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25 responses to “Sabbath Breakers”

  1. Jeffrey Greathouse Avatar

    Adam:

    I think that if we (church leaders) could switch our mindsets to “what happens in the home is more important than what happens at church” that the “sabbath’ could become more of a reality.

  2. bub Avatar

    I’m not an expert on any of this but isn’t the sabbath on a saturday? I know that Christians big days are Sundays but if we are really concerned about keeping the sabbath on the day the Lord intended, shouldn’t we be doing it on Saturday? Maybe I’m missing something scriptural that I don’t know of. I work on Sundays and my day of rest generally falls on a tuesday. Anyone know of a good service that I can attend? Oh, and Go Aztecs!!!!!!

    1. adam mclane Avatar

      That’s why I wrote this, “Sunday– the culturally accepted Sabbath day.”

      The only people groups I know that call Saturday the Sabbath are our Jewish cousins and Seventh-Day Adventists. There may be more… but I don’t think most people in the pews would say that Saturday is the Sabbath.

      As far as moving the day Sabbath happens to a Tuesday or Monday or whatever. I don’t disagree that people can honor Sabbath on another day. I just openly wonder if church leaders should actually model Sabbath on the culturally accepted day of Sabbath.

      Herein lies the disconnect. Church staff want to consider Sunday a work day. The people who have Sunday off as their Sabbath want it to honor that day.

      So who is called to lead whom?

  3. lisa grant Avatar
    lisa grant

    Interesting that you see this as a trust issue. I’ve never looked at it that way. Thanks!

    I have always seen the key as #9 in your list of Jesus’ comments. God knows that He created us with the inborn need to rest, and He knew if He didn’t command it, we wouldn’t take it. It is really an act of love on His part because it helps us live life to the fullest by recharging our batteries (spiritually, physically, mentally and emotionally). It draws us into closer relationship with Him.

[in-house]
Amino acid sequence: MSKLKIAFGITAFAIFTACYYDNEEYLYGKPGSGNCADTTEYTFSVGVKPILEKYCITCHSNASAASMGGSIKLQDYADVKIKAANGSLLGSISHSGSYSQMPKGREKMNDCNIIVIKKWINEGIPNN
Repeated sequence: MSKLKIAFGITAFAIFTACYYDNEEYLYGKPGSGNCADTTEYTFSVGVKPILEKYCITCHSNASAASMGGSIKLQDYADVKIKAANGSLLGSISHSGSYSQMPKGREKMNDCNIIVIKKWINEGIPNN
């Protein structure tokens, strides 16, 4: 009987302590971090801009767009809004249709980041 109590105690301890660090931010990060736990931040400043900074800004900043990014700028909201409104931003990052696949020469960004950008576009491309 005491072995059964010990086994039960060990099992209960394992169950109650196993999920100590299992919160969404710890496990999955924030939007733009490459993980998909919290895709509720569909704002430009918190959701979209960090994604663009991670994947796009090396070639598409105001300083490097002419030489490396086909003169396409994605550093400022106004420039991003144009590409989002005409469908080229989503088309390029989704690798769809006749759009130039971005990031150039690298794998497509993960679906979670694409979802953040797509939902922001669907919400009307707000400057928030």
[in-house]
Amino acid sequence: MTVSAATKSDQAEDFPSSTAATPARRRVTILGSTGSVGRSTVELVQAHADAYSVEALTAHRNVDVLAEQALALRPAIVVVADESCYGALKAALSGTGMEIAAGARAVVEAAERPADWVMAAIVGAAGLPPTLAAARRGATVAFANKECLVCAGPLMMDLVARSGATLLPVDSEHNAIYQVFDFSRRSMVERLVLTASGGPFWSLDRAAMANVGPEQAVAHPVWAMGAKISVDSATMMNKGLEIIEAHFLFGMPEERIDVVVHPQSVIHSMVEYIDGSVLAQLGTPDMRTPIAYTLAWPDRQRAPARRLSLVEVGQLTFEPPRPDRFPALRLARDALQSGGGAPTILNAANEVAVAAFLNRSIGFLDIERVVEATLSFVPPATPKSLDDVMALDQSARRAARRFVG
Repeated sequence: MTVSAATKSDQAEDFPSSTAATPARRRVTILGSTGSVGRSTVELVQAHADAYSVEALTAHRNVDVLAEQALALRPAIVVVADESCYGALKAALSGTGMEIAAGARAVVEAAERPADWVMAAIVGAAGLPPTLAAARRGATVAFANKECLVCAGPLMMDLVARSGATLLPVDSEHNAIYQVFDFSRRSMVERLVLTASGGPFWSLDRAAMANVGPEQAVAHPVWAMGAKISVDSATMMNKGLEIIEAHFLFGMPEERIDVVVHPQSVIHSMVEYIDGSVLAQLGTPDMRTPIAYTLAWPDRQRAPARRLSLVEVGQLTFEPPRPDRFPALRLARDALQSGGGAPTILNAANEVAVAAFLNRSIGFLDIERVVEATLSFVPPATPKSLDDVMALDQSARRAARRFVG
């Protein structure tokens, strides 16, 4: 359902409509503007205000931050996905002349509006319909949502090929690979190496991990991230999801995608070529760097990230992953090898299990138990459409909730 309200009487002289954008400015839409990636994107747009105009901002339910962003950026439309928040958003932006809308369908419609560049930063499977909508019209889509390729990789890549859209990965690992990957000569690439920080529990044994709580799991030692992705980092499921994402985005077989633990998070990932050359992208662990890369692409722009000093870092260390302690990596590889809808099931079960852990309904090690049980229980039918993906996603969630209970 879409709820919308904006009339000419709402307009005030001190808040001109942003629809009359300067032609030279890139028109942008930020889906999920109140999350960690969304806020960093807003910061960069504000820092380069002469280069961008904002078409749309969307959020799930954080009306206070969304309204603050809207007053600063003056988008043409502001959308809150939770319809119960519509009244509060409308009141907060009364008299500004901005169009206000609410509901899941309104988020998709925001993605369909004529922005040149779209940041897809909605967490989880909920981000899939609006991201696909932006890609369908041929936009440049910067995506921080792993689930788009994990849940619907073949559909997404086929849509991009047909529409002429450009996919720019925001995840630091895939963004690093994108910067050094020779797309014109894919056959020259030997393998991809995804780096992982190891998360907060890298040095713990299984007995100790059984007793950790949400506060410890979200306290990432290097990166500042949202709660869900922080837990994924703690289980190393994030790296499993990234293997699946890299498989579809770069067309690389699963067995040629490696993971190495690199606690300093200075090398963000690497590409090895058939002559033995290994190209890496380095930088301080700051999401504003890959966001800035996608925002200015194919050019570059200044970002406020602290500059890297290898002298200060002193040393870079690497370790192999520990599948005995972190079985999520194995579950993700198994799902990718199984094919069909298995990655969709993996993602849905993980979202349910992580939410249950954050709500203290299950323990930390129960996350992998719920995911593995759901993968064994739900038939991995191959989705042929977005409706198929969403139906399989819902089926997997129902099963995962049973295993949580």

4. Andrea D Avatar
    Andrea D

    I like this! It’s something that I have been learning, too. For me, it’s all about my homework, and how the weekend is prime time to knock out a lot of assignments. But if God commands me to put him first, I have to trust (like you said, its a trust issue) that it’ll be ok, and it may even be better, if I devote a day to rest and prayer instead. If nothing else, I am rested and ready to work hard the next day. Is God bigger than my class load? Yes, I think he is.

    Was it you who pointed out that there were studies of companies who gave their employees a shorter work day and more time off, and their productivity actually went up?

    And here’s another thought, maybe if our society could chill out and work less, there would be more jobs to go around. Maybe.

    1. adam mclane Avatar

      Good thoughts. Reminds me of my conservative Jewish friends. If they are going to honor the sabbath they have to pre-plan. The food has to be prepared, the work has to be done, and they have to be ready to rest come sundown Friday night.

  5. Paul Turner Avatar

    Well said Adam. I would say that many of full/part time guys would say we fall into #5 on your list for breaking Sabbath

    Priests work on the Sabbath and are blameless.

    I also thiink we also must define work. If I do what I love is it work? If I have a parents meeting to meet and eat with them is it work? Are small groups work? I guess it depends on your point of view. I know you can’t speak for YS but how does this fit for you on Sundays during convention season?

    Thanks for your thoughts

  6. adam mclane Avatar

    A number of questions…

    1. If I do what I love is it work? If it’s your vocation, yes. Liking work doesn’t make it less work. But if you love to garden and are an accountant… I don’t think gardening– even getting paid to garden– would be breaking the sabbath as that’s recreational. See the difference?
    2. If I have a parent meeting, is it work? Yes. And you’re asking parents to leave their families… I know I wouldn’t go. You have 6 other days to do that.
    3. Yes, I think I break the sabbath during convention in order to attempt to provide some sabbath for church workers. But we also recognize that and have “recuperation time” as an organization. Convention ends on Monday, I travel home on Tuesday and I won’t be back in the office until 11/28.

    You didn’t think this was full of contradiction, did you? 🙂

  7. Paul Turner Avatar

    I would not say there are some contradiction, maybe some skirting around 🙂

    1. You did not address #5 fit me. If I am a priest in God’s service am I blameless on the Ssbbath?

    2. If I a meeting parents I usually feed their whole family so I am not robbing them of family time. I am also equipping them so, I do not see that as work. I may have 6 other days but parents don’t
    Because I value family time I don’t make them come out on a night they should be home.

    3. And you know, just because you break Sabbath. So we can have Sabbath doesn’t justify the passionate approach you took YO start. I would consider you a priest in service of the king that day, so I would heap no guilt on you 🙂

    Love the dialogue

    Paul

    1. adam mclane Avatar

      First- know I’m being a legalist in my response to illustrate the point.